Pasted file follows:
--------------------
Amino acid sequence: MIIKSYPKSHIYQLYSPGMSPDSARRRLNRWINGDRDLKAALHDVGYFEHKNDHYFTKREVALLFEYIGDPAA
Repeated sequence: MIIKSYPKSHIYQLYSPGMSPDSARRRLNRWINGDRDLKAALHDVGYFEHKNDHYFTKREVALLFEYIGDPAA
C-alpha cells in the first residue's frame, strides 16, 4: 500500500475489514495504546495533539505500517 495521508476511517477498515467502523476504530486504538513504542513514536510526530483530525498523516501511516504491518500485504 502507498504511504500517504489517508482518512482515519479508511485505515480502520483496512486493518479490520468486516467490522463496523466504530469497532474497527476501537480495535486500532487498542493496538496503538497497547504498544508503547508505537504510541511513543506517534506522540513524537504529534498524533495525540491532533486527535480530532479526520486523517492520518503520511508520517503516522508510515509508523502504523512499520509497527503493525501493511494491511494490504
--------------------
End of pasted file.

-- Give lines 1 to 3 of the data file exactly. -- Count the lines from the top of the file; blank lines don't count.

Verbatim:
Amino acid sequence: MIIKSYPKSHIYQLYSPGMSPDSARRRLNRWINGDRDLKAALHDVGYFEHKNDHYFTKREVALLFEYIGDPAA
Repeated sequence: MIIKSYPKSHIYQLYSPGMSPDSARRRLNRWINGDRDLKAALHDVGYFEHKNDHYFTKREVALLFEYIGDPAA
C-alpha cells in the first residue's frame, strides 16, 4: 500500500475489514495504546495533539505500517 495521508476511517477498515467502523476504530486504538513504542513514536510526530483530525498523516501511516504491518500485504 502507498504511504500517504489517508482518512482515519479508511485505515480502520483496512486493518479490520468486516467490522463496523466504530469497532474497527476501537480495535486500532487498542493496538496503538497497547504498544508503547508505537504510541511513543506517534506522540513524537504529534498524533495525540491532533486527535480530532479526520486523517492520518503520511508520517503516522508510515509508523502504523512499520509497527503493525501493511494491511494490504